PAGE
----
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  • Jethro Tull: Around the World Live

    Posted in: Disc Reviews by Gino Sassani on July 4th, 2013

    (out of 5)

    “Life’s A Long Song”

    That has certainly been true for the iconic British invasion band, Jethro Tull. Their first album came out in 1968, and they made their maiden tour of The United States the next year as the opening act for Led Zeppelin. From that point on the band has experienced both ups and downs, to be sure. Still, they continue to play nearly 100 shows a year throughout the world. Jethro Tull: Around The World offers a peek at their traveling minstrel show over the span of 35 years from 1970 to 2005. It’s a rare glimpse into the evolution and, indeed, the aging of a rock classic. One might say that it’s about time.

    “He sees his children jumping off at the stations — one by one.”

    One of the first things you’ll notice over these years is that the band has changed lineup faster than an American sports team. There have been roughly 25 members of Jethro Tull since its inception. Only lead guitarist Martin Barre has remained with front-man Ian Anderson throughout the band’s nearly 40-year history. Still, continuity remains, because it is Anderson we come to see or buy the recordings to hear. His unique songwriting style has often been referred to as a kind of urban poetry. The lyrics are often bizarre and rather twisted. His imagery is strong. We all know what Aqualung looks like. His description isn’t pretty at all, but we’d recognize the man anywhere.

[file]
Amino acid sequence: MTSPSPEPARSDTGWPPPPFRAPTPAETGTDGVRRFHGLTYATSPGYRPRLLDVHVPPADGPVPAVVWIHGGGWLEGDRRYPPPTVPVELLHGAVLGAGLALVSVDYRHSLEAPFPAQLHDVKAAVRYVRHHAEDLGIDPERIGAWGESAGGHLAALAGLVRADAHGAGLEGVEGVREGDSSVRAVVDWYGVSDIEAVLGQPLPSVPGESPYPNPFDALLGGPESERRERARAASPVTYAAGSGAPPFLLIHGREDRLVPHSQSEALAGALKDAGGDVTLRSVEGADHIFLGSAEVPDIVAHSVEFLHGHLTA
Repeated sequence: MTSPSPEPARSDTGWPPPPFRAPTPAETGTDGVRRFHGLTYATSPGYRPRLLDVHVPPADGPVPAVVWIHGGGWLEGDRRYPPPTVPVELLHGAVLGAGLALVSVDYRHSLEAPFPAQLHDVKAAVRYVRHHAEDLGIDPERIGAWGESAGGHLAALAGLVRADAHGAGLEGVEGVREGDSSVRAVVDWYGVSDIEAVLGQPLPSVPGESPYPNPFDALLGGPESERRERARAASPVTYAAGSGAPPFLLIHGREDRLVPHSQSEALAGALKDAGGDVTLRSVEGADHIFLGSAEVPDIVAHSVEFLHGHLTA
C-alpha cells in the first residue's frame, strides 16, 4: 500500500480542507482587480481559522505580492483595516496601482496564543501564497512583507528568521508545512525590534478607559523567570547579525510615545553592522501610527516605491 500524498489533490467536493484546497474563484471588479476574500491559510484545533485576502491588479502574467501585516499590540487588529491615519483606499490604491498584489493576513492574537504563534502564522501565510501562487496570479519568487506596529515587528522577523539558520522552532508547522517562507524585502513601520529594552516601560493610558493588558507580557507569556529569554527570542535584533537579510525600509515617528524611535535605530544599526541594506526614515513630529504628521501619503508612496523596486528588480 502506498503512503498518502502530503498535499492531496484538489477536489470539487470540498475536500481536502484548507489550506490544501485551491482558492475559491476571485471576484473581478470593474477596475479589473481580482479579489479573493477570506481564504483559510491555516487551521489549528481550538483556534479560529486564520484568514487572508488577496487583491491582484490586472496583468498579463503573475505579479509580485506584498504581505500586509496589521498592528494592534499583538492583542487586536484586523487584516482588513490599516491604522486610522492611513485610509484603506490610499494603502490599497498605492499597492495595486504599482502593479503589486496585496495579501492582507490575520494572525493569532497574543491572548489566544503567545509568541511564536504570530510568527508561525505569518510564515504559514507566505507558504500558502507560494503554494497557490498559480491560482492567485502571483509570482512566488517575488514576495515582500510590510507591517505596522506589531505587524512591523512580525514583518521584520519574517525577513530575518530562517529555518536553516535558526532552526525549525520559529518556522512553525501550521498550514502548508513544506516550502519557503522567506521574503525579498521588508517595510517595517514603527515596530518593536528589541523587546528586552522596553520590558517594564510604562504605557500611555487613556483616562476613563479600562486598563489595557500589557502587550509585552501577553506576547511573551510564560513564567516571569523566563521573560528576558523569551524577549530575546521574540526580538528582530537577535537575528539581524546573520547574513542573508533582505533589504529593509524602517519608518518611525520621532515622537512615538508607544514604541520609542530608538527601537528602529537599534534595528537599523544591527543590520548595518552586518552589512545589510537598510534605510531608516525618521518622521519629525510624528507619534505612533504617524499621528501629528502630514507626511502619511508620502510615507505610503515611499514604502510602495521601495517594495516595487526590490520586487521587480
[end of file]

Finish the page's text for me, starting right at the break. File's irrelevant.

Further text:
“God stole the handle and the train won’t stop going — No way to slow down.”

    Still, it’s more than just his distinctive voice and songwriting that sets Ian Anderson apart from others and makes him very much the identity of Jethro Tull. He also happens to be known as the one-legged flute player. Flute are not exactly a staple in rock bands. The Moody Blues are pretty much the only other huge act in the genre that carries a flute player. Anderson wields his flute more as a weapon than an instrument. He assails our senses with a style that actually evolved from learning the instrument incorrectly. He once thought you had to make sounds as you blew much like a kazoo. Of course, he knows better now but wouldn’t dare change a thing. Anderson also has a flair for other acoustic instruments. He plays mandolin, harmonica, and acoustic guitar. He’s the traditional acoustic balance to the band’s rather edgy rock sounds. It’s a balance that has been working for years and doesn’t appear to be slowing down.

    “It’s a wide world out there, so much wider than imagined. I can’t quite put my finger on the pulse.”